Review and road test of the Volkswagen T-Roc Cabriolet
THE CALL FOR A CAB
Volkswagen's T-Roc Cabriolet offers the fashionistas a welcome extra option. Jonathan Crouch takes a look at the improved model.
Ten Second Review of the Volkswagen T-Roc Cabriolet
The T-Roc Cabriolet is that rarest of things - an open-topped SUV. A few compromises were necessary to create this design, but they're not things that many potential buyers of this model will be too bothered about. At heart, it's still a T-Roc. And this car still has all the quality, style and character of a memorable open-topped Volkswagen, especially in this improved form. Which makes it, in its own individual way, very desirable indeed.
Given the fashionable demographic of SUVs and Crossovers, it's surprising that we haven't seen more convertible ones. Before the introduction of the open-topped model we look at here, the Volkswagen T-ROC Cabriolet, the only one we'd previously seen was the short-lived range Rover Evoque Convertible.
Undaunted, Volkswagen was determined to bring T-TOC buyers this wind-in-the-hair variant, perhaps because all the brand's other cabrios of recent years (the EOS and open-topped versions of the Golf and the Beetle) are all long gone. It doesn't seem right that the VW brand should be without a convertible. And now that it isn't, what do we think of this one?
This is very much a boulevardier cabriolet for fashionistas - who'll want to know about the hood. It's a multi-layered fabric affair that lowers at the press of a button in under 12 seconds and stores itself neatly above the luggage compartment behind the rear seats. It certainly doesn't feel particularly sporty, first because you sit at SUV height. And second because the extra 194kgs of weight that this Cabrio variant has to carry around will become quite evident in the unlikely event that you're minded to try and start chucking the thing about.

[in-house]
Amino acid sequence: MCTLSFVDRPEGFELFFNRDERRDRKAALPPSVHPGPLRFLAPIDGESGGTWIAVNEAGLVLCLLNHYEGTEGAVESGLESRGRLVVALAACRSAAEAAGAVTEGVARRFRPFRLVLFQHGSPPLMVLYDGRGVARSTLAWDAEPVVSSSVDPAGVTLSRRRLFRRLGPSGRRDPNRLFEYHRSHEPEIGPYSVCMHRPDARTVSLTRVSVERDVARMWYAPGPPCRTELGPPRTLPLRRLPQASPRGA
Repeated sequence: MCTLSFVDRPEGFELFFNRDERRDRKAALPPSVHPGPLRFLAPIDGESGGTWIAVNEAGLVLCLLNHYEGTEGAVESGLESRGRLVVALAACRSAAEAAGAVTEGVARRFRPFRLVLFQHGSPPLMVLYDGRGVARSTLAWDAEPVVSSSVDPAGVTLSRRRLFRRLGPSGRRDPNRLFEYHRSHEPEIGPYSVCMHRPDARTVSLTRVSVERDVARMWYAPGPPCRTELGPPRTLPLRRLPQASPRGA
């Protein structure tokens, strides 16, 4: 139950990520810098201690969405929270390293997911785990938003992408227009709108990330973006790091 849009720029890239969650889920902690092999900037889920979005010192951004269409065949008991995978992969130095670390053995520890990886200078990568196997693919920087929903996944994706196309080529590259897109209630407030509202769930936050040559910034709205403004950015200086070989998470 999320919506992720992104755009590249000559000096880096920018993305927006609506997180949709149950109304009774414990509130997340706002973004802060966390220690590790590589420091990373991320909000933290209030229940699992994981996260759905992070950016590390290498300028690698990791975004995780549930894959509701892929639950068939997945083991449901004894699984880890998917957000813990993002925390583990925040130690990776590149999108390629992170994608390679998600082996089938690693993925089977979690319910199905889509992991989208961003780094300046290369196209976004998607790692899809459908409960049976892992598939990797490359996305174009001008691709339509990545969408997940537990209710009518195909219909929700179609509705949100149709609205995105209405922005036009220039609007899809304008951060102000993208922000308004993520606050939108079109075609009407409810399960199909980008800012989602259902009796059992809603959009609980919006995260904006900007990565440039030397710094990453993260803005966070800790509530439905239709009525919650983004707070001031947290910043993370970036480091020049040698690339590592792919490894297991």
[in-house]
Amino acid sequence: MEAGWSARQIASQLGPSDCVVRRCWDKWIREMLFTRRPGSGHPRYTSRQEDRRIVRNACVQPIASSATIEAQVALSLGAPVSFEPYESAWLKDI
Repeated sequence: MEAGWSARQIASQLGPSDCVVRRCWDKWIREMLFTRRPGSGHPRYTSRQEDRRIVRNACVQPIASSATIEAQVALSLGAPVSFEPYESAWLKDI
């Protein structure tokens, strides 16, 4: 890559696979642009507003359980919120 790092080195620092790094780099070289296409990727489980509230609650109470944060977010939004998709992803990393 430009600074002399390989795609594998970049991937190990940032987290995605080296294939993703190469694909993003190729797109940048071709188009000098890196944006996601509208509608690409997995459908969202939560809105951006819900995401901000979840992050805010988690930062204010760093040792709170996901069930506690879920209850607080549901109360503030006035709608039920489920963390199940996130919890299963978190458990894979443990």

There are no petrol engine changes as part of this update: surprisingly, Volkswagen isn't introducing its mild hybrid tech. So, as before, there's a choice of two TSI units: a 115PS 1.0-litre TSI offered only with 6-speed manual transmission. And a 150PS 1.5 TSI EVO unit offered with either that manual 'box or a 7-speed DSG auto. Even that 1.5-litre version isn't exactly a ball of fire, making 62mph from rest in 9.6s en route to 127mph. We'd be tempted to stick to the smaller unit. There's the option of plusher 'R-Line' trim with lowered suspension and larger 19-inch wheels which together will give a noticeably firmer ride. Try before you buy. All versions of this car get a standard 'Drive Profile Selection' driving modes system that allows you to tweak throttle response, steering feel and, on DSG variant, gearshift timings to suit the way you want to drive.
Design and Build
Volkswagen turned to specialists Karmann to design this car, who in turn quickly realised that quite a few fundamental changes to the T-ROC chassis would be needed if the top was going to be chopped off this model. 37mm has been added to the T-ROC wheelbase, which has in turn added 34mm to this car's overall length. Plus a range of strengthening measures have been introduced for the floorplan, the doors, the sills and the windscreen surround. It doesn't stop there either. The four framed doors you get in a hard-top T-ROC here make way for a pair of longer frameless ones - and the usual B-pillars have been dispensed with too.
At the wheel, the added rake of the windscreen and the closer proximity of its header rail (which is positioned rather close to the extent of your peripheral vision) gives a more enclosed, intimate feel than you get in a conventional T-ROC. You might quite like that. Less welcome is the fact that this cabrio design has a relatively high shoulder line, a shallower glass house and quite a high rear end, all these things contributing to more restricted over-the-shoulder vision. The boot capacity is predictably much reduced too -down to just 284-litres (it's 445-litres in an ordinary T-ROC). You can still get a couple of adults in the back for shorter trips though.